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What Influences People’s Tradeoff Decisions Between CO2 Emissions and Travel Time? An Experiment With Anchors and Normative Messages
Department of Computer and Geospatial Sciences, University of Gävle, Gävle, Sweden.
Department of Computer and Geospatial Sciences, University of Gävle, Gävle, Sweden.
Department of Building Engineering, Energy Systems and Sustainability Science, University of Gävle, Gävle, Sweden.
Luleå University of Technology, Department of Health, Learning and Technology, Health, Medicine and Rehabilitation. School of Psychology and Computer Science, University of Central Lancashire, Preston, United Kingdom.ORCID iD: 0000-0002-9494-1287
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2021 (English)In: Frontiers in Psychology, E-ISSN 1664-1078, Vol. 12, article id 702398Article in journal (Refereed) Published
Abstract [en]

One of the today’s greatest challenges is to adjust our behavior so that we can avoid a major climate disaster. To do so, we must make sacrifices for the sake of the environment. The study reported here investigates how anchors (extrinsic motivational-free information) and normative messages (extrinsic motivational information) influence people’s tradeoffs between travel time and carbon dioxide (CO2) emissions in the context of car travel and whether any interactions with environmental concern (an intrinsic motivational factor) can be observed. In this study, people received either a CO2, health or no normative message together with either a high anchor, a low anchor, or no anchor. People that received both a high anchor and a CO2 emission normative message were willing to travel for a longer time than those that only received a high anchor. If a low anchor was presented, no differences in willingness to travel for a longer time were found between the three different conditions of normative message groups, i.e., CO2 normative message, health normative message, or no normative message. People with higher concern for the environment were found to be willing to travel for a longer time than those with lower concern for the environment. Further, this effect was strongest when a high anchor was presented. These results suggest that anchors and normative messages are among the many factors that can influence people’s tradeoffs between CO2 emission and travel time, and that various factors may have to be combined to increase their influence over pro-environmental behavior and decisions.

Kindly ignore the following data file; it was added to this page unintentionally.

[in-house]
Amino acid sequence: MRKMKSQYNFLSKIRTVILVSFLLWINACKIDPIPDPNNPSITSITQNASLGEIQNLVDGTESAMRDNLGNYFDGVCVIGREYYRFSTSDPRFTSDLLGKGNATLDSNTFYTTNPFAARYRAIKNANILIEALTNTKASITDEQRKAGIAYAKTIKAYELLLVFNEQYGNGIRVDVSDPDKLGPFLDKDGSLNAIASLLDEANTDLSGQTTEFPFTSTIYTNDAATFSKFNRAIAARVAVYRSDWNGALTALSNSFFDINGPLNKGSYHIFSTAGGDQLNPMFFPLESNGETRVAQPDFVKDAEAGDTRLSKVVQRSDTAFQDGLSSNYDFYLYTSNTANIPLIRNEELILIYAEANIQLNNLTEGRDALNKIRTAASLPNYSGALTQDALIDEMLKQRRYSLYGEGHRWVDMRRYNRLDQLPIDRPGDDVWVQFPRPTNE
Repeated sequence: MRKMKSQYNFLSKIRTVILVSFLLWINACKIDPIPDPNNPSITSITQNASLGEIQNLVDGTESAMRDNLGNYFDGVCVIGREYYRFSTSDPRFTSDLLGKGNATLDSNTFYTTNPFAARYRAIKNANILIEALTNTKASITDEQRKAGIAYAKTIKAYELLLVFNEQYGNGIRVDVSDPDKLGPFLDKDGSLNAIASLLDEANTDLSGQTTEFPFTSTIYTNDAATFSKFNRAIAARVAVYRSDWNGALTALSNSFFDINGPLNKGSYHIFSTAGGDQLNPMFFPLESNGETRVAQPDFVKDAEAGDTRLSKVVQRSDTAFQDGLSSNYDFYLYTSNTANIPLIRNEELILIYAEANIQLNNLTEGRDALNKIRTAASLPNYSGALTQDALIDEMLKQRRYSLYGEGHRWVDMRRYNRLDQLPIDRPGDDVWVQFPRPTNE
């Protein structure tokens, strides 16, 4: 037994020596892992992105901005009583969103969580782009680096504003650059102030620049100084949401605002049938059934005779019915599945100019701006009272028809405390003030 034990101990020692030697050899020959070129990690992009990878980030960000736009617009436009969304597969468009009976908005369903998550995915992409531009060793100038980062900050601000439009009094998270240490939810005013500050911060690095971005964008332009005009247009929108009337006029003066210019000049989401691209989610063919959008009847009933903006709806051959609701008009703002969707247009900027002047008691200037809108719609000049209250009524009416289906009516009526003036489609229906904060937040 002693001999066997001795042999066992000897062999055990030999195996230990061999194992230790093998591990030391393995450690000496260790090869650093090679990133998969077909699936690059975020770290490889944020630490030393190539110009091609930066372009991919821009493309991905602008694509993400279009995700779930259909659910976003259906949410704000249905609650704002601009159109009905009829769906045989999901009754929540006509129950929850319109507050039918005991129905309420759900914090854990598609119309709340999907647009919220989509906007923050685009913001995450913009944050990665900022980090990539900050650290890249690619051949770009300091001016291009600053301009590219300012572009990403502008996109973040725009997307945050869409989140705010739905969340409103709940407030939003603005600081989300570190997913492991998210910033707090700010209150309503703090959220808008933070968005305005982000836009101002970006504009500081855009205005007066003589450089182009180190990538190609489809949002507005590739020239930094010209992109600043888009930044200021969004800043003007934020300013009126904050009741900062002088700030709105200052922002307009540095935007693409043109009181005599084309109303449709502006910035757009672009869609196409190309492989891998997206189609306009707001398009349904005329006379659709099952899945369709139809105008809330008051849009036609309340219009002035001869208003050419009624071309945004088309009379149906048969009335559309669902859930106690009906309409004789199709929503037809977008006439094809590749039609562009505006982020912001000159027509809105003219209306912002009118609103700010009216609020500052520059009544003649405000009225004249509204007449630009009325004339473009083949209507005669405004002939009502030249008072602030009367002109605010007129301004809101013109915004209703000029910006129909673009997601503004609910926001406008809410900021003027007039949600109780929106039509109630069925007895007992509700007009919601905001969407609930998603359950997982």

Place, publisher, year, edition, pages
Frontiers Media S.A., 2021. Vol. 12, article id 702398
Keywords [en]
anchoring effect, normative message, travel time, tradeoff, environmental concern
National Category
Environmental Sciences
Research subject
Engineering Psychology
Identifiers
URN: urn:nbn:se:ltu:diva-88742DOI: 10.3389/fpsyg.2021.702398ISI: 000738298400001PubMedID: 34955942Scopus ID: 2-s2.0-85121642509OAI: oai:DiVA.org:ltu-88742DiVA, id: diva2:1630500
Note

Validerad;2022;Nivå 2;2022-01-20 (johcin)

Available from: 2022-01-20 Created: 2022-01-20 Last updated: 2022-02-10Bibliographically approved

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Marsh, John Everett

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